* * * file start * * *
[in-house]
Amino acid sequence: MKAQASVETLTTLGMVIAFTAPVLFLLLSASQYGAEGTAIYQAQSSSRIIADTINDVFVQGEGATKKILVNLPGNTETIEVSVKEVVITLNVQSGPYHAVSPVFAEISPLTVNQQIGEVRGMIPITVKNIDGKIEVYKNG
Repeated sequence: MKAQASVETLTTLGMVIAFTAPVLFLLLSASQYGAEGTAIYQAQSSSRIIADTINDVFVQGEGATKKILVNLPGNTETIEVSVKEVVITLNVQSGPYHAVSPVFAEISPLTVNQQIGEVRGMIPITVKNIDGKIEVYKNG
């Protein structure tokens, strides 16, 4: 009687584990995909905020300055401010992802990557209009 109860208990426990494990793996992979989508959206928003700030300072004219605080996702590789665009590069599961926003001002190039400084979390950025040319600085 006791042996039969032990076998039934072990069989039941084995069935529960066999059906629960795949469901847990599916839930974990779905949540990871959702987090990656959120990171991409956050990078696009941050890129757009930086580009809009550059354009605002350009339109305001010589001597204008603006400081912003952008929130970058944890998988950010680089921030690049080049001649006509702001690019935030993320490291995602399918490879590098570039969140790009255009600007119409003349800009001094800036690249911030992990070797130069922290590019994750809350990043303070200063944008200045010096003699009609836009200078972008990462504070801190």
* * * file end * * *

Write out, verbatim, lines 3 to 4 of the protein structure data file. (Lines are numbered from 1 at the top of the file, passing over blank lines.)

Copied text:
Repeated sequence: MKAQASVETLTTLGMVIAFTAPVLFLLLSASQYGAEGTAIYQAQSSSRIIADTINDVFVQGEGATKKILVNLPGNTETIEVSVKEVVITLNVQSGPYHAVSPVFAEISPLTVNQQIGEVRGMIPITVKNIDGKIEVYKNG
């Protein structure tokens, strides 16, 4: 009687584990995909905020300055401010992802990557209009 109860208990426990494990793996992979989508959206928003700030300072004219605080996702590789665009590069599961926003001002190039400084979390950025040319600085 006791042996039969032990076998039934072990069989039941084995069935529960066999059906629960795949469901847990599916839930974990779905949540990871959702987090990656959120990171991409956050990078696009941050890129757009930086580009809009550059354009605002350009339109305001010589001597204008603006400081912003952008929130970058944890998988950010680089921030690049080049001649006509702001690019935030993320490291995602399918490879590098570039969140790009255009600007119409003349800009001094800036690249911030992990070797130069922290590019994750809350990043303070200063944008200045010096003699009609836009200078972008990462504070801190």